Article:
Anna Kournikova - Biography & Career
Sergei and Alla Kournikova knew that their lives would change when they brought daughter Anna into the world on June 7, 1981. They just didn't know the entire tennis world would soon be turned upside down as well.
Both Alla and Sergei, a natural athlete who wrestled professionally and coached tennis part-time, encouraged their daughter to take part in physical activity at an early age. When she turned five, Anna received a Christmas gift that would change her life.
"I found my first racquets under the Christmas tree," Anna recalls, "but I found out later that my parents sold one of their TVs to get me those racquets."
From that moment, Anna has rarely put down her racquet. She began hitting at Moscow's Soklniki Park and soon was a member of the prestigious Spartak Tennis Club, coached by the husband of Russian pro Olga Morozova. At eight, Anna began appearing in junior clinics and quickly caught the eye of local tennis scouts. Still, she says, her childhood was "regular, average" as she spent a lot of time shopping, going to amusement parks and spending time with friends.
When the ATP Tour established a major tournament in Moscow in 1990, Anna would have the opportunity to show off her skills for the international tennis community. The nine-year-old prodigy competed in the juniors and soon signed a management deal. Within two years, Anna was headed to Bradenton, Fla., where she would train at coach Nick Bolletierri's famed tennis academy.
Bolletieri instantly recognized her potential.
"Anna is a shotmaker," he said. "She has the ability to create situations on the court that very few people can create. And at the net she's brilliant. She hits volleys from all angles. The only person I could compare her to is John McEnroe."
Anna Kournikova was on the professional track, and everyone knew it. At 14, she become the youngest player ever to win a Fed Cup match and captured the European Championships and Italian Open juniors. At the close of 1995, she was ranked No. 1 and crowned as ITF Junior World Champion. She was ready to hit the professional circuit.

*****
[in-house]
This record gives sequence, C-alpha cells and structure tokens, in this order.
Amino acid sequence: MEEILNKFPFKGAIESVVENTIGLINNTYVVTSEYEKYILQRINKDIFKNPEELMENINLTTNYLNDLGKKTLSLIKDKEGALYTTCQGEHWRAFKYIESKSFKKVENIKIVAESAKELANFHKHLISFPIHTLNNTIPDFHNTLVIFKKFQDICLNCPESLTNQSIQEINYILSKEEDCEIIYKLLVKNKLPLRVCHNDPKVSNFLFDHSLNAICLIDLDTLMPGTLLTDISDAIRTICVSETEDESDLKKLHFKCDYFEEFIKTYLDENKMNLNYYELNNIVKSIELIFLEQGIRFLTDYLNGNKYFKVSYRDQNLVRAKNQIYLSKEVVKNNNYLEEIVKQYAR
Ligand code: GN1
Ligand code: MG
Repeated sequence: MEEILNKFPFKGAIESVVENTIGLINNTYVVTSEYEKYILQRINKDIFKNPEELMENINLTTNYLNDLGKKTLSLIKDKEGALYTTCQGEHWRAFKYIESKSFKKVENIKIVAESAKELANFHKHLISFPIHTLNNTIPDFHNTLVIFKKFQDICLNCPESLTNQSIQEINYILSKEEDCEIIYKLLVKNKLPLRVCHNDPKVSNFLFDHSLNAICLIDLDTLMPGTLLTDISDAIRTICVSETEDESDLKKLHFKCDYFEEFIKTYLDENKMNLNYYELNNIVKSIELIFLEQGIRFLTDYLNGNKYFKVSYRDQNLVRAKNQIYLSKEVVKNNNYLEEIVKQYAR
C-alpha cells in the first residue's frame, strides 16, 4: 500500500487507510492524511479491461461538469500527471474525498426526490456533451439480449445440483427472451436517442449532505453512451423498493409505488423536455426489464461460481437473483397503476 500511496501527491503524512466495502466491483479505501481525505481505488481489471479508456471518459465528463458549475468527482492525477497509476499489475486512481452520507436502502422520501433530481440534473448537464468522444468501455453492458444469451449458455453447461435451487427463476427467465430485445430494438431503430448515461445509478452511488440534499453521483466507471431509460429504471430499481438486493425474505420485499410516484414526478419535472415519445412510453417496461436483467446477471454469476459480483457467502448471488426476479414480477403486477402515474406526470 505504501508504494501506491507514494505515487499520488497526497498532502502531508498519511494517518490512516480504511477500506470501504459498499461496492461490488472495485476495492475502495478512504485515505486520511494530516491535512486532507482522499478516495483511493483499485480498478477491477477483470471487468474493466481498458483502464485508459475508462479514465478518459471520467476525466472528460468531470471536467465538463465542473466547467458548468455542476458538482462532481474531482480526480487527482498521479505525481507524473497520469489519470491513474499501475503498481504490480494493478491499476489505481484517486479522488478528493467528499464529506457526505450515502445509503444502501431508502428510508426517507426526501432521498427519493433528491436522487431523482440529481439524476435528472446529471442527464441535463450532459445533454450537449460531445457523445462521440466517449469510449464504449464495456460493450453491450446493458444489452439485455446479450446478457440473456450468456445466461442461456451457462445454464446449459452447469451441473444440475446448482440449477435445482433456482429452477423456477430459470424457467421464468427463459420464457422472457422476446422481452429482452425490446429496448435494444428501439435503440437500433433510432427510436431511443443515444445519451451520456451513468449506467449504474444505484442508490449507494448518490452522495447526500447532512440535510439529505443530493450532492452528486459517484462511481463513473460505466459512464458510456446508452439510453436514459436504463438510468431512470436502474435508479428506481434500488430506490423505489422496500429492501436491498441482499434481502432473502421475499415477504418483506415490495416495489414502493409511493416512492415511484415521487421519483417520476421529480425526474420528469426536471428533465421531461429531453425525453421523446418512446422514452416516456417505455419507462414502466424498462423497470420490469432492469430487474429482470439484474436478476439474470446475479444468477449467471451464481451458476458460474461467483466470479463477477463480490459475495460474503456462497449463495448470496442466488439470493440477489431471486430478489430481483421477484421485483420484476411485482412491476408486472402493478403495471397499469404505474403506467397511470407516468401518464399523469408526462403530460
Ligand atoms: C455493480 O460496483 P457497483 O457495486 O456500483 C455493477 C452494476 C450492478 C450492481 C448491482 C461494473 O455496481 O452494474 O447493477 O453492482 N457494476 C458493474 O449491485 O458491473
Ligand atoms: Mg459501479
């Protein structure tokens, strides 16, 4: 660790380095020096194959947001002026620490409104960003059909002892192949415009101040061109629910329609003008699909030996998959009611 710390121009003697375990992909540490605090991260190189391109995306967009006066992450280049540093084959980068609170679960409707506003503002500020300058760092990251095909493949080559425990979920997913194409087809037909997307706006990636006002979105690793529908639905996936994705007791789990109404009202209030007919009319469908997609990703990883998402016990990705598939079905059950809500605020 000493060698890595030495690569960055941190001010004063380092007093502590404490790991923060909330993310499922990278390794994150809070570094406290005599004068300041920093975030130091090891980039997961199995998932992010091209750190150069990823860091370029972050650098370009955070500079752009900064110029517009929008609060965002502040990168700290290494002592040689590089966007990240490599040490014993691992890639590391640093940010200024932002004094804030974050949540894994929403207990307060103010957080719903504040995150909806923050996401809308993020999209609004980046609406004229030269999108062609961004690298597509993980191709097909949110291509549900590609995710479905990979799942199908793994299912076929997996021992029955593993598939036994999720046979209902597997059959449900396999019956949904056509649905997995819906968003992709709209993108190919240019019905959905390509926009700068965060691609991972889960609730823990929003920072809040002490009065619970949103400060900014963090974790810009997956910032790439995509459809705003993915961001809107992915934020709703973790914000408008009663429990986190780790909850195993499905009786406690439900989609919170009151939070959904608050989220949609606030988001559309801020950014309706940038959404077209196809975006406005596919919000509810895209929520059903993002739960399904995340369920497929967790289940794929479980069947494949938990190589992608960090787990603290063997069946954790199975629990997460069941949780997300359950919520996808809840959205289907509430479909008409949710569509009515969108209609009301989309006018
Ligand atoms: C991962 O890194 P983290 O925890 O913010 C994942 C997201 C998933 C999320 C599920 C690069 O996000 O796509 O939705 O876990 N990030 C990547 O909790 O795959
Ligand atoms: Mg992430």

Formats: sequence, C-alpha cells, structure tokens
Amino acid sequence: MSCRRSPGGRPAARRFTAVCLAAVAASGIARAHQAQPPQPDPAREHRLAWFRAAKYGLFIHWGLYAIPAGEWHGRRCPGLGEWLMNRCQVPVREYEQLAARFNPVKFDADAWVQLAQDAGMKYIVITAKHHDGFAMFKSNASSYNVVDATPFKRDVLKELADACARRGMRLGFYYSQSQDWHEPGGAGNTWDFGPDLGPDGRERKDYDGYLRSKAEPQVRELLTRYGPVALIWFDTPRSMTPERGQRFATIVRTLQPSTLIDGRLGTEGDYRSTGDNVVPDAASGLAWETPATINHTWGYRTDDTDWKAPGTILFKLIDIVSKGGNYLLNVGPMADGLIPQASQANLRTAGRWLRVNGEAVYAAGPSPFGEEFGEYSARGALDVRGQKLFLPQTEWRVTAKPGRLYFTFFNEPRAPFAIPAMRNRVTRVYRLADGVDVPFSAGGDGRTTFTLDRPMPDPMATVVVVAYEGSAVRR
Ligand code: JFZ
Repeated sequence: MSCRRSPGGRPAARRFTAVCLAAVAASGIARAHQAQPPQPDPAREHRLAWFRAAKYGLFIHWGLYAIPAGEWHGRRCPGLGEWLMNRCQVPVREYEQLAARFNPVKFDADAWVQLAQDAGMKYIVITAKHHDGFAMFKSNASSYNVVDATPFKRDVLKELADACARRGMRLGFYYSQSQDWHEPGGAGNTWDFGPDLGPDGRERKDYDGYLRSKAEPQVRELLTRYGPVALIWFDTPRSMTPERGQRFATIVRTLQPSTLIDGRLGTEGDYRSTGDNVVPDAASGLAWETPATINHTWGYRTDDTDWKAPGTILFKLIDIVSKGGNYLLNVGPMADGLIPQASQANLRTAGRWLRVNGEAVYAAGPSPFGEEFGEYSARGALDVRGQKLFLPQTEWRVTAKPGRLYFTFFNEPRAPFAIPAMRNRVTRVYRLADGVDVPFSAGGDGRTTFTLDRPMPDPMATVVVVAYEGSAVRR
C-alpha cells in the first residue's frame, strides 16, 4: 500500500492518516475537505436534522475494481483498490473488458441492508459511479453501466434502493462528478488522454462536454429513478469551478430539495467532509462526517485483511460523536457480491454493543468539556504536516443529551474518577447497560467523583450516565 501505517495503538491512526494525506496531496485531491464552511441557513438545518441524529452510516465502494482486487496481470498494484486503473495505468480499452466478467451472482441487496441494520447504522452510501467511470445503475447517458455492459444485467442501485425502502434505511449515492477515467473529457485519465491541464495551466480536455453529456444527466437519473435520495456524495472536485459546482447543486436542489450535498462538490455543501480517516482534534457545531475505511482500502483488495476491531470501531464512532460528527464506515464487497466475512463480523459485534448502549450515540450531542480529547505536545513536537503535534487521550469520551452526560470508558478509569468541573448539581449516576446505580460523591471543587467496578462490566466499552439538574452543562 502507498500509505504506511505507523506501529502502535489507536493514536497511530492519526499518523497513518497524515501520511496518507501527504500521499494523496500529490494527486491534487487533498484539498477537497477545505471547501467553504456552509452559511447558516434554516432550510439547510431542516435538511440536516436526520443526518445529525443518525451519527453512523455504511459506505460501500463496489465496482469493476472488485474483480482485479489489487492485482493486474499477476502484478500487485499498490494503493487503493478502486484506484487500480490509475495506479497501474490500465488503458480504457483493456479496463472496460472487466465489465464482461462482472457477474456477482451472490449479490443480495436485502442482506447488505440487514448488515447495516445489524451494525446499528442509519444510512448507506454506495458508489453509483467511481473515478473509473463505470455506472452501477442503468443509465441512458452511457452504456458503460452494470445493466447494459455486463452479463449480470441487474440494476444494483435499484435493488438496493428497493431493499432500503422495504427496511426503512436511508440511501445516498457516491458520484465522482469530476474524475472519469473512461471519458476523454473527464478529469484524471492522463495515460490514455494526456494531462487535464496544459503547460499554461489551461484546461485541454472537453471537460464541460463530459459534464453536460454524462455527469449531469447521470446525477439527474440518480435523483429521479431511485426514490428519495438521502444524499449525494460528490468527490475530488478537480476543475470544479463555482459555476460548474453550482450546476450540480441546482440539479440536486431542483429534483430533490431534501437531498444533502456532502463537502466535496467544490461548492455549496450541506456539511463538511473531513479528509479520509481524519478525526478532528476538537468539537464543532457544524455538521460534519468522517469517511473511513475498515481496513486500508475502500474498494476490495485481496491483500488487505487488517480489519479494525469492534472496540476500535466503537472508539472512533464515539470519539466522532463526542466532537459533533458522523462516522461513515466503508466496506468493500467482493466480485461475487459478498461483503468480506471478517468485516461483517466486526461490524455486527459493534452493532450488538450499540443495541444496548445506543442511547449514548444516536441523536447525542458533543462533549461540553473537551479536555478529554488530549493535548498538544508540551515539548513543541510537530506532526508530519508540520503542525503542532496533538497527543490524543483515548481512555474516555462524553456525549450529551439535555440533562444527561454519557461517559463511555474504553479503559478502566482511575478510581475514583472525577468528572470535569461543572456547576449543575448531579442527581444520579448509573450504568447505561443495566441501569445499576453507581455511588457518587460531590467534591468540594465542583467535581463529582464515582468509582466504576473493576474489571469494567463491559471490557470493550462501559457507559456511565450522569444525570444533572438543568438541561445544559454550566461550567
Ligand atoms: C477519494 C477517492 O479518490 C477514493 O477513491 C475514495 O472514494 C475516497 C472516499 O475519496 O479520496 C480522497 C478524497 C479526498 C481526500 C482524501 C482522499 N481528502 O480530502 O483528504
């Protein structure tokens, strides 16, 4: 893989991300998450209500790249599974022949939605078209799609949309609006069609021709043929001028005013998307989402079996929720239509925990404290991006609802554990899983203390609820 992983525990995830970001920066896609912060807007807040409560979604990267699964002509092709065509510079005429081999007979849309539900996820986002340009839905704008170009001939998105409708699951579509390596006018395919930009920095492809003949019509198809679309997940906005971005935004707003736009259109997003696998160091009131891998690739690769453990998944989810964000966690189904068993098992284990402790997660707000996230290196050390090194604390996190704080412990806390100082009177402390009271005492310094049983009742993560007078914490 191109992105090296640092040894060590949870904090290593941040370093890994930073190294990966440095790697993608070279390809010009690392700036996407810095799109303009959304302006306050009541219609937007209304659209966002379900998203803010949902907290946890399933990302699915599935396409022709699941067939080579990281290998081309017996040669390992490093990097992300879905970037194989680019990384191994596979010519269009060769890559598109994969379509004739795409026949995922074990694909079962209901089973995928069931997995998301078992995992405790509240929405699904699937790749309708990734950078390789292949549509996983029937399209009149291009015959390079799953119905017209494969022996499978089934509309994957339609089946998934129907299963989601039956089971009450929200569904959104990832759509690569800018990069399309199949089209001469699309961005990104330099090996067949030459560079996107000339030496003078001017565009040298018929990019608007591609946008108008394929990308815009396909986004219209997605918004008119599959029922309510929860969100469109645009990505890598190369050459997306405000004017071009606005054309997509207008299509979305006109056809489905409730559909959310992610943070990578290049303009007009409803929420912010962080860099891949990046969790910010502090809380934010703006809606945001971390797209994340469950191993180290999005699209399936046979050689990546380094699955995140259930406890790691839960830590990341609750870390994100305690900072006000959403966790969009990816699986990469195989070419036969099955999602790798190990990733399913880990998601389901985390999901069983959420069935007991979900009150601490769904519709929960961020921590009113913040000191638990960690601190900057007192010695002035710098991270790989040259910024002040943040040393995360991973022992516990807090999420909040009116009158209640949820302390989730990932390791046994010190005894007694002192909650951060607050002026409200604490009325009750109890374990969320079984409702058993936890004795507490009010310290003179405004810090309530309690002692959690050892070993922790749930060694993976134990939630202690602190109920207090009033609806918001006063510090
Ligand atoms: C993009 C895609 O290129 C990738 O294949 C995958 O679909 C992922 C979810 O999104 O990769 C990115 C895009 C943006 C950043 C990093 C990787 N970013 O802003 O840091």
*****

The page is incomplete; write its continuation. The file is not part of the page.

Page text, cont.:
Shortly after turning 15, Anna burst onto the pro scene after much media fanfare by reaching the fourth round in her first Grand Slam tournament, the '96 U.S. Open, and the semifinals of her debut at Wimbledon in '97.
In the subsequent years, she has maintained a consistent presence in the top ten singles rankings and captured a Grand Slam doubles title with Martina Hingis at the '99 Australian Open. Most recently, she tore through the competition en route to a semifinal appearance at the 2001 Australian Open in Melbourne.
The 19-year-old Russian has beaten virtually every top player in the women's field and is the only player in the past 15 years to have defeated four consecutive top ten players in a single tournament, which she did on her way to the '98 final in Key Biscayne, Fla.
Perhaps the most heavily sponsored and marketed female athlete in sport today, Anna also ranks as one of the biggest draws on the entire tennis tour, commanding Standing-Room-Only crowds for her Grand Slam appearances and often selling out exhibitions from Mahwah, N.J. to Sao Paulo, Brazil.
The game's most respected veterans seem to agree that Anna is destined for superstardom.
"She's a gorgeous young woman who's very fit and works hard at her profession and is in the top ten in the world," says 18-time-Grand-Slam winner Chris Evert. "I think she's good for tennis."
Tennis legend Billie Jean King echoes those sentiments.
"Anna is the real thing," says King. "She's great off the ground and quick. Most of all, she loves the limelight and loves the show courts. She's having a good time out here and is poised for the big time."